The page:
China holds the future of US debt in her hands

Apr 25, 2024·Alasdair Macleod

Now that short-term funding through Treasury bills must be nearly exhausted, how will the US Treasury fund the budget deficit, running at well over $3 trillion this year?

According to the US Treasury, the two largest buyers of US Treasuries have been Japan and China. Japan is now the largest holder, but this reflects the interests of mainly pension funds, insurance companies, and a carry trade. Most of the $775 billion recorded as Chinese is the Chinese government itself, making it by far and away the single largest holder. This is because China exercises exchange controls, thereby limiting foreign investment by domestic institutions. And in the past the Peoples Bank has accumulated dollars and US Treasuries (and gold) as a consequence of trade surpluses.

Britain and others are also listed as major holders. But as in Japan’s case, these are not holdings of government agencies and cannot be influenced by the US Treasury directly. This is why the US Treasury is liaising with the Peoples Bank and China’s treasury officials, trying to persuade them not to sell but to buy more US Treasuries. Being in a debt trap, the Americans will be desperate to secure funding without interest costs rising making a deteriorating government debt position even worse.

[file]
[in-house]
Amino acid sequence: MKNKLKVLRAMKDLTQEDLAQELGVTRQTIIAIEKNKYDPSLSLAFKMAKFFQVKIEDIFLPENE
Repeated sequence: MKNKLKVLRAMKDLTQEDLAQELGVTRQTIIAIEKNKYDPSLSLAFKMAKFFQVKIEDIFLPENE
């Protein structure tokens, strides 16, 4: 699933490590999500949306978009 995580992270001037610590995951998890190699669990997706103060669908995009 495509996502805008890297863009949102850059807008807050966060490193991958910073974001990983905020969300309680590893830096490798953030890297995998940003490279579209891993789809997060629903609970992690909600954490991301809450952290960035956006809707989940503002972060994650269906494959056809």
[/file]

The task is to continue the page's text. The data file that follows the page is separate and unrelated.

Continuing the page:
So far this fiscal year, the Treasury has been funding its deficit through Treasury bills, short-term discounted instruments for which it currently pays the equivalent of over 5%. But there comes a point where excess liquidity in money funds and bank balance sheets runs out, and the Treasury must contemplate term funding along the yield curve. Banks will be reluctant to take on duration risk, and anyway will want to reduce their balance sheet leverage in a struggling economy. As the largest single holder of US Treasuries this is why China matters.

China’s authorities now have an important decision to make. Do they bail out the Americans, or do they cut their losses on $775 billion?

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